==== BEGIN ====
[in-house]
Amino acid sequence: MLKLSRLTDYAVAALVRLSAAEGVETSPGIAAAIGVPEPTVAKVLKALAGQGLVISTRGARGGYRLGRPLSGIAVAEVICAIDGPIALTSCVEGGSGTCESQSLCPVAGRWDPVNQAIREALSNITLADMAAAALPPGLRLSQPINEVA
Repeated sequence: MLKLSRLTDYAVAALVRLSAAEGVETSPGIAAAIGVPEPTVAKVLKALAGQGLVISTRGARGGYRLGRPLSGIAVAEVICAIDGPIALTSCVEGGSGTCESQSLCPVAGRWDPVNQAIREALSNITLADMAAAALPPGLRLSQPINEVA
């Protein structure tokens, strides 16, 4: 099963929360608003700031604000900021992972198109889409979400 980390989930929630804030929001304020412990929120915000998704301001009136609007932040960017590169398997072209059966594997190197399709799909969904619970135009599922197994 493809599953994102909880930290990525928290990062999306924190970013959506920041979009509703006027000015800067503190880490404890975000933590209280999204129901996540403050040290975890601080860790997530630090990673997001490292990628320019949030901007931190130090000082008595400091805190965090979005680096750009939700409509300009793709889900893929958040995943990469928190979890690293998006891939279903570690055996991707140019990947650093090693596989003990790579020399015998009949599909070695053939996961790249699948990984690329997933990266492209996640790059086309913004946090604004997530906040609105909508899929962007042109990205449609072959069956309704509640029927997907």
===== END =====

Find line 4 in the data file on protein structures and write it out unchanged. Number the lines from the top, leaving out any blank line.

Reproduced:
């Protein structure tokens, strides 16, 4: 099963929360608003700031604000900021992972198109889409979400 980390989930929630804030929001304020412990929120915000998704301001009136609007932040960017590169398997072209059966594997190197399709799909969904619970135009599922197994 493809599953994102909880930290990525928290990062999306924190970013959506920041979009509703006027000015800067503190880490404890975000933590209280999204129901996540403050040290975890601080860790997530630090990673997001490292990628320019949030901007931190130090000082008595400091805190965090979005680096750009939700409509300009793709889900893929958040995943990469928190979890690293998006891939279903570690055996991707140019990947650093090693596989003990790579020399015998009949599909070695053939996961790249699948990984690329997933990266492209996640790059086309913004946090604004997530906040609105909508899929962007042109990205449609072959069956309704509640029927997907």